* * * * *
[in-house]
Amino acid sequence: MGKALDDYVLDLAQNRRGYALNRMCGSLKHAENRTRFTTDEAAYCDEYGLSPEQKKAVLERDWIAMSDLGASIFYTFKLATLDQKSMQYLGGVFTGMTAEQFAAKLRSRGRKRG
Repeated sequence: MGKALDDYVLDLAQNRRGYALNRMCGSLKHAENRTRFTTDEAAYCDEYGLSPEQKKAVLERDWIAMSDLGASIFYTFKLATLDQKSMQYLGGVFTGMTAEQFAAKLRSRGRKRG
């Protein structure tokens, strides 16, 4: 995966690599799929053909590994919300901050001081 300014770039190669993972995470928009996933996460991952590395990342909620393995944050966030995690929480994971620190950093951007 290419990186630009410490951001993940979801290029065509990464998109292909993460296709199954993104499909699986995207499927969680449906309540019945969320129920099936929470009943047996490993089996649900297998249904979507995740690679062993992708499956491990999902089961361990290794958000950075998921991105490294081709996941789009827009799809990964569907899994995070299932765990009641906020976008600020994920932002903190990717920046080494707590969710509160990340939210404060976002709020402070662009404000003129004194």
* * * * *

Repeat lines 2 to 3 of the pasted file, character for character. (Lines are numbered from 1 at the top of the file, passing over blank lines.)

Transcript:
Amino acid sequence: MGKALDDYVLDLAQNRRGYALNRMCGSLKHAENRTRFTTDEAAYCDEYGLSPEQKKAVLERDWIAMSDLGASIFYTFKLATLDQKSMQYLGGVFTGMTAEQFAAKLRSRGRKRG
Repeated sequence: MGKALDDYVLDLAQNRRGYALNRMCGSLKHAENRTRFTTDEAAYCDEYGLSPEQKKAVLERDWIAMSDLGASIFYTFKLATLDQKSMQYLGGVFTGMTAEQFAAKLRSRGRKRG